PEP 318

Michele Simionato michele.simionato at
Tue Mar 23 08:52:11 CET 2004

Skip Montanaro <skip at> wrote in message news:<mailman.247.1079985383.742.python-list at>...
> I will reiterate my comment from before:  PEP 318 is about more than just
> static and class methods.  Here are a few examples from the python-dev
> discussion.
>   1.  From Fred Drake:
>     As an (admittedly trivial) example, I'd be quite happy for:
>         class Color [valuemap]:
>             red = rgb(255, 0, 0)
>             blue  = rgb(0, 255, 0)
>             green = rgb(0, 0, 255)
>     to cause the name Color to be bound to a non-callable object.  Why must
>     the decorators be required to return callables?  It will not make sense
>     in all circumstances when a decorator is being used.

>   2.  From Anders Munch:
>     Given that the decorator expression can be an arbitrary Python
>     expression, it _will_ be used as such. For example:
>     def foo(arg1, arg2) as release(
>             version="1.0",
>             author="me",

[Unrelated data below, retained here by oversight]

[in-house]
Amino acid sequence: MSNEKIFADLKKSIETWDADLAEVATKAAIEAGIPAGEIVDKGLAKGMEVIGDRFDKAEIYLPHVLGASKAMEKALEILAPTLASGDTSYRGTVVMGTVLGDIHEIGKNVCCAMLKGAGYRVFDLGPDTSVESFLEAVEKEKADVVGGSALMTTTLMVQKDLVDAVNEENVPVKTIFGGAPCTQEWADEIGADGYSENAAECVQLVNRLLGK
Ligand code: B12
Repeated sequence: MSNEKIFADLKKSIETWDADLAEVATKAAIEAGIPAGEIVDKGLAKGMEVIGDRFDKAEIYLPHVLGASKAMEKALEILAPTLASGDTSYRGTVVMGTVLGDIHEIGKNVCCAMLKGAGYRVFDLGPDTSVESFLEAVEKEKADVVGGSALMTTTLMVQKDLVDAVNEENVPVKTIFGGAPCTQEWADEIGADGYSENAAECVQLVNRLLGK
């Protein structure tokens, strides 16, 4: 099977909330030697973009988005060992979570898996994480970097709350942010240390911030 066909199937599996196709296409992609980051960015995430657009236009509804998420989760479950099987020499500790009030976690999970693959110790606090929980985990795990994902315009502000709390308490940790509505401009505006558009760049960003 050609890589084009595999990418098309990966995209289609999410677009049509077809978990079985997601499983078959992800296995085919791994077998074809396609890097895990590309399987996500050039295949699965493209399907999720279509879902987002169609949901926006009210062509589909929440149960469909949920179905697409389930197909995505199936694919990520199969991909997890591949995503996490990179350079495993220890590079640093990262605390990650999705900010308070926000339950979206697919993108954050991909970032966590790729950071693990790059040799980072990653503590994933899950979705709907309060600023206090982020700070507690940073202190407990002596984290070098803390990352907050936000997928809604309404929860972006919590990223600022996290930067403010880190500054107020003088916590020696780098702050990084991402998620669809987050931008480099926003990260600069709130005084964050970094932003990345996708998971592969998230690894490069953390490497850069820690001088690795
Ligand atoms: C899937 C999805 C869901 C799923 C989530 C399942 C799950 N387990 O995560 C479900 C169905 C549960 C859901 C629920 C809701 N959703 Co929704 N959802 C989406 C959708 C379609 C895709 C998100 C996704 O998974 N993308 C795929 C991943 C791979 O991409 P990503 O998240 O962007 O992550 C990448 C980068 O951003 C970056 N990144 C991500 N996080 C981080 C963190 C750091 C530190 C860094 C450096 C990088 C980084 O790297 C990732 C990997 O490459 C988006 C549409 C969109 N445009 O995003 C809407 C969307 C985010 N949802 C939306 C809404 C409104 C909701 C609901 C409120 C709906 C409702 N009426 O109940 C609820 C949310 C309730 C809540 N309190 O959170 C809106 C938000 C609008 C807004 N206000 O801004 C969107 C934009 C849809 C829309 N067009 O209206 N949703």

>             status="Well I wrote it so it works, m'kay?",
>             warning="You might want to use the Foo class instead"):

>   3.  From Shane Hathaway:
>     Ooh, what about this:
>          def singleton(klass):
>              return klass()
>          class MyThing [singleton]:
>              ...
>     That would be splendid IMHO.

This one I don't like (not the syntax, the implementation).
I want my singleton to be a class I can derive from.
This can be done by using a metaclass as decorator
(I posted an example months ago).
> There are plenty of other examples.  Browse the archives.
> think-outside-the-bun-(tm)-ly, y'rs,
> Skip
And don't forget Ville Vanio's idea of using the new syntax to
implement multimethods:

def __mul__(self,other) as multimethod(Matrix,Matrix):

def __mul__(self,other) as multimethod(Matrix,Vector):

def __mul__(self,other) as multimethod(Matrix,Scalar):

def __mul__(self,other) as multimethod(Vector,Vector):

def __mul__(self,other) as multimethod(Vector,Scalar):


Way cool, actually :)

   Michele Simionato

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